id3 9 id6 6 3 and 6 in different

components

Quick-find eager approach

- Data structure.
- Integer array id of size N.
- Interpretation p and q in same component iff

they have the same id. - Find. Check if p and q have the same id.
- Union. To merge sets containing p and q, change

all entries with idp to idq.

i 0 1 2 3 4 5 6 7 8 9 idi 0 1 9

9 9 6 6 7 8 9

5 and 6 are connected 2, 3, 4, and 9 are connected

id3 9 id6 6 3 and 6 in different

components

i 0 1 2 3 4 5 6 7 8 9 idi 0 1 6

6 6 6 6 7 8 6

union of 3 and 6 2, 3, 4, 5, 6, and 9 are

connected

problem many values can change

Quick-find example

Quick-find Java implementation

public class QuickFindUF private int id

public QuickFindUF(int N) id new

intN for (int i 0 i lt N i)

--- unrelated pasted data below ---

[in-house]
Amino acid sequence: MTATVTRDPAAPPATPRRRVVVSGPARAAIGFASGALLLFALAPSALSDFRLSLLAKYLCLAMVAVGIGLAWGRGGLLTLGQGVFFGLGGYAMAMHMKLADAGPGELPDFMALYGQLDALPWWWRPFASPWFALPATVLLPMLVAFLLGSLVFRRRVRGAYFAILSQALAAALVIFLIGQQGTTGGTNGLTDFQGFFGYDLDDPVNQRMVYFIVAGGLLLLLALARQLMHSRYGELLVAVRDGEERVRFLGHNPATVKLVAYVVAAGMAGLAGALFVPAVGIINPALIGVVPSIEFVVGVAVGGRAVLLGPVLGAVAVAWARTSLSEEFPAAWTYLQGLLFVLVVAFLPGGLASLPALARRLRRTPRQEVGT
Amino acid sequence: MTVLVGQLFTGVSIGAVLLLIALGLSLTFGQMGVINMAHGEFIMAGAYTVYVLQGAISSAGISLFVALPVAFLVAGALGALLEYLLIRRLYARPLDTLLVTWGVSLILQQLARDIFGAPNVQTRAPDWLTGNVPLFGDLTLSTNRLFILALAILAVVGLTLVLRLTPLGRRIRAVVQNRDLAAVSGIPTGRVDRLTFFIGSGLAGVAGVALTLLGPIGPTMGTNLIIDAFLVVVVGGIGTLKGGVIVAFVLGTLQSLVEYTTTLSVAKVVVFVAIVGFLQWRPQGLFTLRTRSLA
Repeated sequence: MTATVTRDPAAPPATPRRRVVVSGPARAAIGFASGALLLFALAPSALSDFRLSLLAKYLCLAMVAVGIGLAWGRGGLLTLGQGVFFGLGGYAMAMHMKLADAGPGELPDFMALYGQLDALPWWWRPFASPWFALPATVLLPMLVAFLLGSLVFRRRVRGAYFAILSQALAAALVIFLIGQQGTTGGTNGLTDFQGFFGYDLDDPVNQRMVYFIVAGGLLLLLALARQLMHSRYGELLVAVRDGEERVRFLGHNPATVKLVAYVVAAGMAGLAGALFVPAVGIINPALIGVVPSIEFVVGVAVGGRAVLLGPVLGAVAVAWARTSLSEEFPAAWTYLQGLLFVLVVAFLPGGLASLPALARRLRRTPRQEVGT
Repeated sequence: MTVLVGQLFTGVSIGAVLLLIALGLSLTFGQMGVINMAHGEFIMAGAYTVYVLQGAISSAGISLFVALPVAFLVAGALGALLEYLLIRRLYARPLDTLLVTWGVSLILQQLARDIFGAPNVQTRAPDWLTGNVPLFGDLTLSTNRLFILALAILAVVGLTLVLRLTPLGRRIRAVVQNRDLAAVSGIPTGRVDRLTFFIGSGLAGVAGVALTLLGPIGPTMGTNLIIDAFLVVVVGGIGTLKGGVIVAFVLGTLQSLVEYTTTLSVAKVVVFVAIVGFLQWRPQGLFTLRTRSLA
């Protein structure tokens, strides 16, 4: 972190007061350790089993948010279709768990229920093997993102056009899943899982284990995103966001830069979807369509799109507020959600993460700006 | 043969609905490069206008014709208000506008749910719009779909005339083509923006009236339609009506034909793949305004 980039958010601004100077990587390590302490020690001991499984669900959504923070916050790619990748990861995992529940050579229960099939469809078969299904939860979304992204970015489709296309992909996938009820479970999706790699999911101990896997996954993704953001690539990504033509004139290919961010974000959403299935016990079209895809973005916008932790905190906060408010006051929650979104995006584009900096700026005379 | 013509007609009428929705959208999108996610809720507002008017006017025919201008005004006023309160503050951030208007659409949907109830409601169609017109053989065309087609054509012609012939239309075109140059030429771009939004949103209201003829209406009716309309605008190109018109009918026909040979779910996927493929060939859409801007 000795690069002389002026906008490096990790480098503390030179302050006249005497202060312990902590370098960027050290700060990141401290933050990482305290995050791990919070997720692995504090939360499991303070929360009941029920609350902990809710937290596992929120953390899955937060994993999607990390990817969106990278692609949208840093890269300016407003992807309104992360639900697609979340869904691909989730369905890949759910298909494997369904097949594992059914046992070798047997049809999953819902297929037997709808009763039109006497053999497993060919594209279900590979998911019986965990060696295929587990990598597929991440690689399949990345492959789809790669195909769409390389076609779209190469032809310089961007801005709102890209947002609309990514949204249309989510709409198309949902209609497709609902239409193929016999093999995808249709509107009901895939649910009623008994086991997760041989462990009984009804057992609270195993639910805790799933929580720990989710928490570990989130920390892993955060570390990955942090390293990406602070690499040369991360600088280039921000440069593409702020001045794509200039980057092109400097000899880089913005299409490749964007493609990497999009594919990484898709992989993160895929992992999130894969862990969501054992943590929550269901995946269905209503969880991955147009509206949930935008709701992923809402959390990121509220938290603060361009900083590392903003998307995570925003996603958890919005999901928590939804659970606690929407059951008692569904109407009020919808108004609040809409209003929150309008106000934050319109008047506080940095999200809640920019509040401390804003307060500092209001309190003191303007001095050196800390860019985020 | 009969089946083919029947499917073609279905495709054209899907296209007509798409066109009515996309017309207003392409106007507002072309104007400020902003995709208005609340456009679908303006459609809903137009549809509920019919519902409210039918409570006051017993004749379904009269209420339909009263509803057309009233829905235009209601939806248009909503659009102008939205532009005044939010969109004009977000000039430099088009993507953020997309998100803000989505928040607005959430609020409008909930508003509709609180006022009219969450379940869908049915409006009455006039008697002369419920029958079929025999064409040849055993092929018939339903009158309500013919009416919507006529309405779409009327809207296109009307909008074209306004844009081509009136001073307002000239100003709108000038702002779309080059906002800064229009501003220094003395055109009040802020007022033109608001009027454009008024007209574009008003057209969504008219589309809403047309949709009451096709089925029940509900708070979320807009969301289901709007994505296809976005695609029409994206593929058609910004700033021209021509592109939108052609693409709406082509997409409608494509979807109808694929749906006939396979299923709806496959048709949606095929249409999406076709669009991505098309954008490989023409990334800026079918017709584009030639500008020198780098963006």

idi i public boolean connected(int

p, int q) return idp idq

public void union(int p, int q) int

pid idp int qid idq for

(int i 0 i lt id.length i) if

(idi pid) idi qid

set id of each object to itself (N array accesses)

check whether p and q are in the same

component (2 array accesses)

change all entries with idp to idq (linear

number of array accesses)

Quick-find is too slow

- Cost model. Number of array accesses (for read

or write). - Quick-find defect.
- Union too expensive.
- Trees are flat, but too expensive to keep them

flat. - Ex. Takes N 2 array accesses to process sequence

of N union commands on N objects.

algorithm init union find

quick-find N N 1

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- dynamic connectivity
- quick find
- quick union
- improvements
- applications

Quick-union lazy approach

- Data structure.
- Integer array id of size N.
- Interpretation idi is parent of i.
- Root of i is ididid...idi....

keep going until it doesnt change

7

0

1

9

6

8

i 0 1 2 3 4 5 6 7 8 9 idi 0 1 9

4 9 6 6 7 8 9

5

4

2

q

3

p

3's root is 9 5's root is 6

Quick-union lazy approach

- Data structure.
- Integer array id of size N.